We walked by a small mountain hot spring, and I was warmly invited by the three local ladies who were sitting in the hot sulphur waters, to take a dip with them.
They sat there looking content and happy, their cheeks red from the heat, and they signaled to me that it was a good opportunity to wash my hair and have a great clean up…

Regretfully I had to refuse…. Not that I needed the hot shower…. Unlike the locals, we are privileged enough to have a hot shower daily….
But we had a full day of activities ahead of us and I could not spend the extra hour to enjoy the hot spring and the company of those lovely ladies….

The beginning of winter is showing in this beautiful landscape.
The meadows are sprinkled with a dusting of snow, and shallow water pools are already frozen.

The mineral content by the river made the moss and the soil shine in beautiful bright colors.
Just hiking along the fast flowing glacial river with the Rhododendron, the moss, the yak herders’ summer huts and the quietly grazing yaks, felt so calm and enriching to me.

I felt so alive and so happy to be there and to be hiking in this beautiful valley.
The colors, the smells the beauty of the landscape, and the crisp air all blended into an intoxicating mix, and I felt so joyful, I wanted to continue walking there for many more hours…..

All the small inconveniences, like the lack of power to heat our room, were just dwarfed completely by the beauty of this place.

After a nice lunch of Chinese noodles and a delicious Veg Paneer made to taste like lemon chicken, we continued on to the small town of Lachen.

Most of North Sikkim used to be closed to tourists.
Only in the past four years has this region been opened to allow tourists to visit.
Most of the North is still off limits, and even Indian tourists are only allowed up to Gurudongma Lake.

The afternoon drive to the small high altitude hill town of Lachen, took us on he same dirt road that had suffered much flooding and earthquake damage.

The narrow dirt road was barely a one lane road, and since it has to service both going and upcoming cars, I was grateful that the traffic was light.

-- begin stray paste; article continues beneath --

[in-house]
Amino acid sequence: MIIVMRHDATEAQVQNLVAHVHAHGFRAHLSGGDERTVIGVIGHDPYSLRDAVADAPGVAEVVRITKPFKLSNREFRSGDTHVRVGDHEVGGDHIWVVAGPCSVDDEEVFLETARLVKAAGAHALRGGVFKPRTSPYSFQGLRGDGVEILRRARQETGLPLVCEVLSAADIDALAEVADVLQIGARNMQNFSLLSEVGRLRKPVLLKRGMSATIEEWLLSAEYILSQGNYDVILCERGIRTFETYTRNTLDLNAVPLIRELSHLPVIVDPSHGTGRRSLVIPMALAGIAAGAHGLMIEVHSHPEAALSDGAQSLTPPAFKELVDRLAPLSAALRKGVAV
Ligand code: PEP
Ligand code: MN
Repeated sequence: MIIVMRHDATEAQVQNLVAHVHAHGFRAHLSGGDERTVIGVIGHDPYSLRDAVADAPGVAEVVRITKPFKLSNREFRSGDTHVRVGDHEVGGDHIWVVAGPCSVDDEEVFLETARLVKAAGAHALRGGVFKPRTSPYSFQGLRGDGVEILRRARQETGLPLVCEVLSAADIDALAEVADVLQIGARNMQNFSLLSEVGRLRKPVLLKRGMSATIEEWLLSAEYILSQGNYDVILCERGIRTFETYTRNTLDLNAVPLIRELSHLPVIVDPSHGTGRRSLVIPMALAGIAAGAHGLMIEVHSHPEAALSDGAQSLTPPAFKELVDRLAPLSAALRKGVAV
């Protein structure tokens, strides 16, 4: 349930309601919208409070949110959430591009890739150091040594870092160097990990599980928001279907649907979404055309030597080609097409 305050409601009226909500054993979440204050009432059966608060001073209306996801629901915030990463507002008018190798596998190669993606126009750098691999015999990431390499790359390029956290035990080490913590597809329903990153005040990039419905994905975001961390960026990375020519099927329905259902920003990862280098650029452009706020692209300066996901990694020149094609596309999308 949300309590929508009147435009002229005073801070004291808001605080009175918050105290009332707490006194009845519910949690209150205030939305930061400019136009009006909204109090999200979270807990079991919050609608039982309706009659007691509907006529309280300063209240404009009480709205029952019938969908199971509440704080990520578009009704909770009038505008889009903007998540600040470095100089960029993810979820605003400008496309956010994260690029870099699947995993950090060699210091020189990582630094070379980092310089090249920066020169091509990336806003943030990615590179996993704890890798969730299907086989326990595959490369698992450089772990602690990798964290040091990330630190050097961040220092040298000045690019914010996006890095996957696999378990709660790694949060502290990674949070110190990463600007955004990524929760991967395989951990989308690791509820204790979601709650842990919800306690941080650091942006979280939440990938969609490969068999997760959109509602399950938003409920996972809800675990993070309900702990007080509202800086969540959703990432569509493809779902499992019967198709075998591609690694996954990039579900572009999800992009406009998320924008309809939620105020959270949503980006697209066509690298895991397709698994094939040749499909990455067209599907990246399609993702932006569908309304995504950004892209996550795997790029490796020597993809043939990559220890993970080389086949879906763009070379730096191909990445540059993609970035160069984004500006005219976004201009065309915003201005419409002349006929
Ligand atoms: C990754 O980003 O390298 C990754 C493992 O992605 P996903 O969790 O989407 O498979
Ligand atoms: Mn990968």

Every time a car or a truck approached from the other side, we had to squeeze into the rocks, or to stand still at the edge of the crumbling cliff, or drive in reverse to a part of the road that was a bit wider, to allow the upcoming car to pass.

This part of Sikkim is very close to the Tibetan-Chinese border, and we passed by a lot of army camps and whole villages that were obviously built only for the Indian army.

The road became beautiful again as we reached Lachen,.
Large waterfalls fell from tall mountains, and hairy goats and large yaks roamed the road.
Sweet looking kids with warm hats and shorts walked the steep country roads of the villages, and prayer flags waved in the afternoon wind.

We could not approach the Apple Orchard hotel, because the locals were fixing the road and they had just poured fresh concrete on that part of the road.

We walked up the hill to our lovely family run hotel.
Our room was nicely designed with native wood on the floors and walls, and nice furniture.
I did not expect to be so comfortable in such a remote place.

Electricity is very unstable in this region after last year’s earthquake.
Power has been restored, but it still runs on temporary lines, and it is cut off frequently every day.

The hotel had a generator, but because we were the only guests, the manager was a bit reluctant to turn it on.

We enjoyed a good dinner of delicious Indian dishes, including a dish of a vegetable we had never eaten before.
It was cooked with fried onions, and it looked like green beans, but it was not a bean but a green local veg that looked like a cucumber.

The room was cold and that night we slept with all of our clothes on and even with our warm hats.
The only pieces of clothing that we did not wear were our winter coats and shoes.

It is cold in the mountains
And you must choose one jewel from among the precious stones,
To warm you up on cold nights.
I won’t persuade you to choose me,
I am like the simple Turquoise,
I do not shine.

The other stones are beautiful.
The Sapphire gives a bright light
The diamond glows like a pure drop of ice
The emerald holds the lakes at its heart.

It is cold in the mountains
And you must choose one jewel from among the precious stones,
To warm you up on cold nights.
I won’t persuade you to choose me,
I am just a simple turquoise.

But if you look intently at a turquoise
You will see the blue of the vast sky,
The green of quiet deep lakes
The white veins of snowy mountains,
Dots of pink of newly born birds
And the silvery glow of the midnight stars.

It is cold in the mountains
And you must choose one jewel from among the precious stones,
To warm you up on cold nights.
I won’t persuade you to choose me.

(A Tibetan song of courting)